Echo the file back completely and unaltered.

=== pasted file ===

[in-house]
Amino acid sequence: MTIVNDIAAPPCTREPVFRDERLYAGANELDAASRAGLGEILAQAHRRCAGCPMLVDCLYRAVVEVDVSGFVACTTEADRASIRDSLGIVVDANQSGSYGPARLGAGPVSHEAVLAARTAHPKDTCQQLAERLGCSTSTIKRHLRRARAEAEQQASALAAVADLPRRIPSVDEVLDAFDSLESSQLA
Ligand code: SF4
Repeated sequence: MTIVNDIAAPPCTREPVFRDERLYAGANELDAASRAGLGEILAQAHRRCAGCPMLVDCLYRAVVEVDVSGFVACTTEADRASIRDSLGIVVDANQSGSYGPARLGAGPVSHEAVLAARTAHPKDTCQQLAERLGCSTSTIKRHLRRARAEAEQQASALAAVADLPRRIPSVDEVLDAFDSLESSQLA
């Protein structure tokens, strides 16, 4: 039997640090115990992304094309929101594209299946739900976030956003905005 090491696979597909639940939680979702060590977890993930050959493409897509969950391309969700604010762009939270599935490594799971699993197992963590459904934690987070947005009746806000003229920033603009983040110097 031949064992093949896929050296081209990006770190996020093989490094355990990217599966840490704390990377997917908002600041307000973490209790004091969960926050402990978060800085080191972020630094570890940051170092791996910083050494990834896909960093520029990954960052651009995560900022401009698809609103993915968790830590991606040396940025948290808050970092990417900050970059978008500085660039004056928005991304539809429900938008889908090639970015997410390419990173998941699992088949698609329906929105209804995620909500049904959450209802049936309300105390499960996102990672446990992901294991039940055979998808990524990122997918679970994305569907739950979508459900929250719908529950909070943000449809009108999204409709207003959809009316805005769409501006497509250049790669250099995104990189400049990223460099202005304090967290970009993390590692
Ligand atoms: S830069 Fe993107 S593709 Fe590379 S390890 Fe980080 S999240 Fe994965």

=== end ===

[in-house]
Amino acid sequence: MTIVNDIAAPPCTREPVFRDERLYAGANELDAASRAGLGEILAQAHRRCAGCPMLVDCLYRAVVEVDVSGFVACTTEADRASIRDSLGIVVDANQSGSYGPARLGAGPVSHEAVLAARTAHPKDTCQQLAERLGCSTSTIKRHLRRARAEAEQQASALAAVADLPRRIPSVDEVLDAFDSLESSQLA
Ligand code: SF4
Repeated sequence: MTIVNDIAAPPCTREPVFRDERLYAGANELDAASRAGLGEILAQAHRRCAGCPMLVDCLYRAVVEVDVSGFVACTTEADRASIRDSLGIVVDANQSGSYGPARLGAGPVSHEAVLAARTAHPKDTCQQLAERLGCSTSTIKRHLRRARAEAEQQASALAAVADLPRRIPSVDEVLDAFDSLESSQLA
């Protein structure tokens, strides 16, 4: 039997640090115990992304094309929101594209299946739900976030956003905005 090491696979597909639940939680979702060590977890993930050959493409897509969950391309969700604010762009939270599935490594799971699993197992963590459904934690987070947005009746806000003229920033603009983040110097 031949064992093949896929050296081209990006770190996020093989490094355990990217599966840490704390990377997917908002600041307000973490209790004091969960926050402990978060800085080191972020630094570890940051170092791996910083050494990834896909960093520029990954960052651009995560900022401009698809609103993915968790830590991606040396940025948290808050970092990417900050970059978008500085660039004056928005991304539809429900938008889908090639970015997410390419990173998941699992088949698609329906929105209804995620909500049904959450209802049936309300105390499960996102990672446990992901294991039940055979998808990524990122997918679970994305569907739950979508459900929250719908529950909070943000449809009108999204409709207003959809009316805005769409501006497509250049790669250099995104990189400049990223460099202005304090967290970009993390590692
Ligand atoms: S830069 Fe993107 S593709 Fe590379 S390890 Fe980080 S999240 Fe994965």